Second, the transaction must be conducted through a licensed securities broker or a funding portal (either of which we’ll call a “Conduit”) that has registered with the SEC for crowdfunding. In addition, an issuer using the crowdfunding exemption may not advertise the terms of the offering, except for notices which direct investors to the funding portal or broker. Some offerors may not want this type of restriction. Further a crowdfunding issuer must annually file with the SEC reports of the results of operations and financial statements of the issuer. This is unusual for private placement offerings and some issuers may not want this filing requirement.
Third, the Conduit must also obtain a background and securities enforcement regulatory history check on each officer, director, and person holding more than 20 percent of the outstanding equity. Some existing investors may not appreciate that. In addition the Conduit must ensure that all offering proceeds are only provided to the issuer when the aggregate capital raised from all investors is equal to or greater than a target offering amount, and allow all investors to cancel their commitments to invest prior to that point. Presumably that means that the offeror will have to provide proof to the Conduit that the total target offering amount is in an escrow account and get the Conduit’s approval before the money is released to the offeror. Some offerings may not find that appealing either.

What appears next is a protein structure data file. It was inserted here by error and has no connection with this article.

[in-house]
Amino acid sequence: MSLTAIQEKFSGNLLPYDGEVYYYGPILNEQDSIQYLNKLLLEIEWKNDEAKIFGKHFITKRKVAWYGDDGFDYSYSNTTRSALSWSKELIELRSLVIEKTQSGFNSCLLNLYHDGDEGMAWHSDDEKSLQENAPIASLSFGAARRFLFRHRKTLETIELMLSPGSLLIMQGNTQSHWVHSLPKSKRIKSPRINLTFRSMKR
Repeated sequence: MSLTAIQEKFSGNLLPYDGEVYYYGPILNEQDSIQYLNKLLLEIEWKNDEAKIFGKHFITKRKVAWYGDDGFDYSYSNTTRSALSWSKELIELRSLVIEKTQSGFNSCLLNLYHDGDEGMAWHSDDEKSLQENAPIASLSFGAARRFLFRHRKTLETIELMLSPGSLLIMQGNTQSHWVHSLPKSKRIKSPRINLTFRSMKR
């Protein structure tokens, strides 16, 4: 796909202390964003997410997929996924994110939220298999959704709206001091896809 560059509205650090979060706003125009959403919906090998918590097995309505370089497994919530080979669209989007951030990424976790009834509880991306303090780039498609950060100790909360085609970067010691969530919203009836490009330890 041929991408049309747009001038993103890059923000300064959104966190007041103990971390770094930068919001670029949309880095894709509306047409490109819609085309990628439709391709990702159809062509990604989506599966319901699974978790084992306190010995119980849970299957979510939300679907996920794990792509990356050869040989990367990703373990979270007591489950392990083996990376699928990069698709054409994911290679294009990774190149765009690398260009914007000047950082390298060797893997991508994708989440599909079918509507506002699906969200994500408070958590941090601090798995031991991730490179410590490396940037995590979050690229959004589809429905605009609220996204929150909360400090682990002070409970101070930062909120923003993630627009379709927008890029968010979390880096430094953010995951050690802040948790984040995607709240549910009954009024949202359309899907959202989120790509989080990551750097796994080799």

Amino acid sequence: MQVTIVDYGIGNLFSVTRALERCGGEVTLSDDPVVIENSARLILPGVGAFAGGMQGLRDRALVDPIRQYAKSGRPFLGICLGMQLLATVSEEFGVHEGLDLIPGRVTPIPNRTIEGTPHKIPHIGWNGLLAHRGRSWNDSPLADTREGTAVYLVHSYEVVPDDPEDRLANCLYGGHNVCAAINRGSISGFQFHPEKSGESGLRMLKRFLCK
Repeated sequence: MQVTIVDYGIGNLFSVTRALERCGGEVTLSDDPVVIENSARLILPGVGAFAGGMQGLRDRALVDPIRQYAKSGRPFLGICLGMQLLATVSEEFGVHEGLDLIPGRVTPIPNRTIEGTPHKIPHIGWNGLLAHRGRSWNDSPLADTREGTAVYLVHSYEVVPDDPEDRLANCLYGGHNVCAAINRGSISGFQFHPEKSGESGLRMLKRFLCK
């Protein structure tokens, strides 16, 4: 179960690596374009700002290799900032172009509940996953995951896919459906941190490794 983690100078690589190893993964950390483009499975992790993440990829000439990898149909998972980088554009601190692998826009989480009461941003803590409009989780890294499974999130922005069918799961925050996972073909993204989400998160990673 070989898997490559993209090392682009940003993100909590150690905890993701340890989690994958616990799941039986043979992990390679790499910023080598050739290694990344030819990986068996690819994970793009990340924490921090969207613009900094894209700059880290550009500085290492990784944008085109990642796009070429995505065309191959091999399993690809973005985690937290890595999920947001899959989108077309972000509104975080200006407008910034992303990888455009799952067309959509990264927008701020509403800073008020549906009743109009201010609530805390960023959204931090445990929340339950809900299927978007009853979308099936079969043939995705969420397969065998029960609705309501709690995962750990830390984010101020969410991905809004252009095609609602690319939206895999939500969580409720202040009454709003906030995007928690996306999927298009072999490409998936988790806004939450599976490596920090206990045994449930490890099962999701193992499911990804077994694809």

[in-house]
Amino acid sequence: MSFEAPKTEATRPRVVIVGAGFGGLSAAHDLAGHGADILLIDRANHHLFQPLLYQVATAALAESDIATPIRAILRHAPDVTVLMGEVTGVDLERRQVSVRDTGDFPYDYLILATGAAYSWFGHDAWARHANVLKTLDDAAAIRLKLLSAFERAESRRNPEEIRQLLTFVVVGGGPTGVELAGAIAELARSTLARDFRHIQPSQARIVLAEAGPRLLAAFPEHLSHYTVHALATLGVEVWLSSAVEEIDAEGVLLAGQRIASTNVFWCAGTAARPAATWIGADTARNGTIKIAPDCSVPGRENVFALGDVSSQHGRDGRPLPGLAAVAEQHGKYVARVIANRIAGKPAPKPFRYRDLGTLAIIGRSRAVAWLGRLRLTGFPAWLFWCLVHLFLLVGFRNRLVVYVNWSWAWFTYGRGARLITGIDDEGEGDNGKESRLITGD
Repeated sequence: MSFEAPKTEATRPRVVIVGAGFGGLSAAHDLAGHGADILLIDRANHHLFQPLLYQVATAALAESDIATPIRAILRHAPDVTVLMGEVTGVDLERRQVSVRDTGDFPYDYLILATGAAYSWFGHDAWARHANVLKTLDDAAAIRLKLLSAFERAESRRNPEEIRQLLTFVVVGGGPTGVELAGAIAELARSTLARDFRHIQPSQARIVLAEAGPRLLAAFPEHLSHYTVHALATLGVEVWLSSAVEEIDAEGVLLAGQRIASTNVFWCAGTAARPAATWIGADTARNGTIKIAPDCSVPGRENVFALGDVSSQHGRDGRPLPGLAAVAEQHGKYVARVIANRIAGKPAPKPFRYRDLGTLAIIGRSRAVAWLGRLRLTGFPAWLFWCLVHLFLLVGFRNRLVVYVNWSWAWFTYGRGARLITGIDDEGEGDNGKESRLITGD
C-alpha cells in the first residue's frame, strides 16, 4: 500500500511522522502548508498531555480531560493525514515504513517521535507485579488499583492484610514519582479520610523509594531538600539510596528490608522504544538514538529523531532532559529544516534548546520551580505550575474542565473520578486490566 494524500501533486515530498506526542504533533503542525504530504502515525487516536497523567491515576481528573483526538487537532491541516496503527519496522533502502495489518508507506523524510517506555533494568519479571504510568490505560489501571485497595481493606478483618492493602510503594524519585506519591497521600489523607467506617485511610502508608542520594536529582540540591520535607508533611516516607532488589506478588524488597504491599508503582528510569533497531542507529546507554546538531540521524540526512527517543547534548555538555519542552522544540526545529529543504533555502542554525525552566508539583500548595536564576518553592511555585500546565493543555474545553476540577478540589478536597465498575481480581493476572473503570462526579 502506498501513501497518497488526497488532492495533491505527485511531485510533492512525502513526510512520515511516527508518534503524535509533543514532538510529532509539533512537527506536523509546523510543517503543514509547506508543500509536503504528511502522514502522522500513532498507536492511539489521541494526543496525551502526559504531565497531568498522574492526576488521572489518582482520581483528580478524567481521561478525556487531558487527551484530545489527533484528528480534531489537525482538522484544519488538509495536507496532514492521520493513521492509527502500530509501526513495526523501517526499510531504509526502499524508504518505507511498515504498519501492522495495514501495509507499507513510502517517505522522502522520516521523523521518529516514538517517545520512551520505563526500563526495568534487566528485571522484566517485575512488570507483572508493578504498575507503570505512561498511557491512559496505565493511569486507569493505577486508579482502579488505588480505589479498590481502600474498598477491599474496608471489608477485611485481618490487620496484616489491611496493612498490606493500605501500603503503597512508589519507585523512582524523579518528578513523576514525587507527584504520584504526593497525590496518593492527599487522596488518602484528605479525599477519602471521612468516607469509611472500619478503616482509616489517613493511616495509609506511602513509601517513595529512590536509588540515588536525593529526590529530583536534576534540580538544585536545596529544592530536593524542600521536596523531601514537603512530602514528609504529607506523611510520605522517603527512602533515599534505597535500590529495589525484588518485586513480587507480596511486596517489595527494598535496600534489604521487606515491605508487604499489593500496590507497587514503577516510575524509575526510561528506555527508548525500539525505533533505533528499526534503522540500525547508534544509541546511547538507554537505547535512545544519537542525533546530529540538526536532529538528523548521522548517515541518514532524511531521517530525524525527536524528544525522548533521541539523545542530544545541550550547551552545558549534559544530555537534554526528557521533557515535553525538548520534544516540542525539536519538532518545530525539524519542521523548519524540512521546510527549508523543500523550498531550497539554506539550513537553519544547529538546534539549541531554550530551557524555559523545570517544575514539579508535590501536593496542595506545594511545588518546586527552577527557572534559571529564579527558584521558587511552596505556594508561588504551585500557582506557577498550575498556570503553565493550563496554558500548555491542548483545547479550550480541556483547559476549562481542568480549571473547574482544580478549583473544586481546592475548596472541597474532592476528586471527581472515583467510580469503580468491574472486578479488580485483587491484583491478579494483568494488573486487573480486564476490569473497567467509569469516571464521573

The New “Small Issues” (Section 401) Exemption
One item not addressed previously is the new exemption in the JOBS Act that is much like the current Reg. A exemption. The problem is that, unlike with crowdfunding and the public advertising of Rule 506 offerings, this “Small Issues” (Section 401) exemption only preempts state law if either the securities are 1) offered or sold on a national securities exchange (which means going public) or 2) are sold only to “qualified purchasers”. A “qualified purchaser” means:
• a person with more than $5 million in investments
• a company with more than $5 million in investments owned by close family members
• a trust, not formed for the investment, with more than $5 million in investments
• an investment manager with more than $25 million under management
• a company with more than $25 million of investments
That’s much higher standard than “accredited investor”, which requires only $1 million in net assets or $200,000 in annual income (or $300,000 in annual income with a spouse).
Outside of this, sales will only be able to be made in each state that passes its own legislation matching the other portions of the federal exemption. States frequently take a year or more to pass legislation. Also, as noted above, the history of states enacting legislation that enables federal exemptions is very poor. It would be great if many states quickly passed coordinated legislation, but that seems unlikely.
Finally, to look up information about the Act, use the phrase “Jumpstart Our Business Startups Act”, and not “JOBS Act”. The reason is that earlier Congress considered and passed other bills also called the “Jobs Act” and searching on the latter is liable to generate information on the wrong bill. (Be suspicious of anything with dates earlier than 2012 on it.)
–Bruce E. Methven
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Bruce E. Methven, 2232 Sixth Street Berkeley, CA 94710
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Copyright 2012 Bruce E. Methven, All Rights Reserved.